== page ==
Have You Seen Me? by Alexandrea Weis started out as the exact kind of book I’ve been craving as part of my dark academia binge. I mean, girls disappearing at an elite boarding school outside of New Orleans, mixing cold cases with new tragedy, a young, atttractive teacher and a hardened cop turned small-town sheriff? Sounds pretty good, right? The combination of late-twenties Audrey and her teen students as narrating points of view mean that the book is interesting to both YA and adult audiences, as well as catnip for potential adaptation. However, the book didn’t manage to live up to its potential. Much of the adults’ behaviour did not follow any sort of logic, especially not when considered from a perspective of an educators responsibility to keep their students safe. The somehow insta-love between sheriff and teacher didn’t manifest in any kind of flirting, which would have been odd enough while her students kept dying, but in him constantly expressing worry about HER safety while not being worried about the students at all. WHO KEPT DYING. And then, around the middle of the story, Native Americans were brought in as a red herring. It was very clear that it was supposed to be a red herring – we never actually encounter one of them, their only purpose in the story is that they keep getting mentioned as some sort of barbarian people who perform rituals on the school grounds and thus are suspects in the girls’ disappearances. Which, no thank you. There is no reason why this is necessary – and no benefit to the plot of this specific book. The only reason I did not rage-quit when this was brought up, is because I needed to know exactly how angry I needed to be. Do not recommend.
The Ex Hex by Erin Sterling is a fun romance centred around Vivi, witch, lecturer and chaotic young woman. A decade ago she accidentally hexed her ex, hot Welsh witch Rhys, which they only just found out as he’s in town for a big ritual. This is basically one big comedy of errors as the two bicker and eventually fall back in love as they try to save the town and undo the curse. The Ex Hex is lighthearted and entertaining, with charming characters, though it lacked substance for my taste. I felt like it was just this tad too easy of a read and wished there was a bit more of an underlying issue. Part of it was probably also that this was a cishet romance, which is not something I pick up often – I was drawn in my the witchy aspect, and it was definitely more romance than witchy novel. So I think this is exactly what it says on the tin, and if that’s what you crave, go for it! Just don’t ask it to be anything that it’s not trying to be.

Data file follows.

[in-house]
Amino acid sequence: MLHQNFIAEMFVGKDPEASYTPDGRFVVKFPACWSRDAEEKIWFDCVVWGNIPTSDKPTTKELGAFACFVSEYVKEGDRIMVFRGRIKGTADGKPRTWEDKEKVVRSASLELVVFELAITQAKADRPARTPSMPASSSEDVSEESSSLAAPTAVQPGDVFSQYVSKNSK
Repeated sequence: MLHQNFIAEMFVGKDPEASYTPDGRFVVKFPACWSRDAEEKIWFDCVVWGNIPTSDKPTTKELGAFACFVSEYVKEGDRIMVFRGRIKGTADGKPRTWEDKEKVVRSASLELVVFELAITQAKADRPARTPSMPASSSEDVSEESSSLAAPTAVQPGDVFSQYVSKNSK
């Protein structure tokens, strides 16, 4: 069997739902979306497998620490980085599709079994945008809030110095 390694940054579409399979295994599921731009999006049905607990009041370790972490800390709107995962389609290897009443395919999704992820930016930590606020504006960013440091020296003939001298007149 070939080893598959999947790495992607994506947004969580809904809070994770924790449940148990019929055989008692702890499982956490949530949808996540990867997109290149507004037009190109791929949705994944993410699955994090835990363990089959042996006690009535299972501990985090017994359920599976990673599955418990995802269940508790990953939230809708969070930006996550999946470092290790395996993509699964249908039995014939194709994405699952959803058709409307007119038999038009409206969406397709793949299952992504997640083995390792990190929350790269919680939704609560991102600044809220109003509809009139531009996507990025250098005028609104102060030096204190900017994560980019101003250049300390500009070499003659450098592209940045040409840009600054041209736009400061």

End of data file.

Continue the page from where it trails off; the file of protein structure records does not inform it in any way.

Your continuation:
These Violent Delights by Chloe Gong made my favourite books of 2020 list. I adored the book and thought it combined so many things seemingly effortlessly, so I was very excited for Our Violent Ends, the sequel and end to the duology. However, it didn’t manage to get anywhere close to the magic of the first book and I ended up very frustrated with it despite all my efforts to try and love it as much as I did the first book. It felt like it needed a lot more editing (and it might well be that some of the issues I noticed will be resolved in the finished copies). Much of the plot seemed to be stuck in endless loops of the same over and over again rather than propelling itself forward, which to me was a less than ideal reading experience, combined with a lot of artificial pining between Roma and Juliette. I did enjoy the development of some of the minor characters, though partially that was more on principle than because their storylines felt natural. Ultimately the story did come to a somewhat satisfying conclusion, but the book as a whole did not come close to the magic I felt reading the first book. I’ll still be following what Chloe Gong does next, but Our Violent Ends was more miss than hit for me.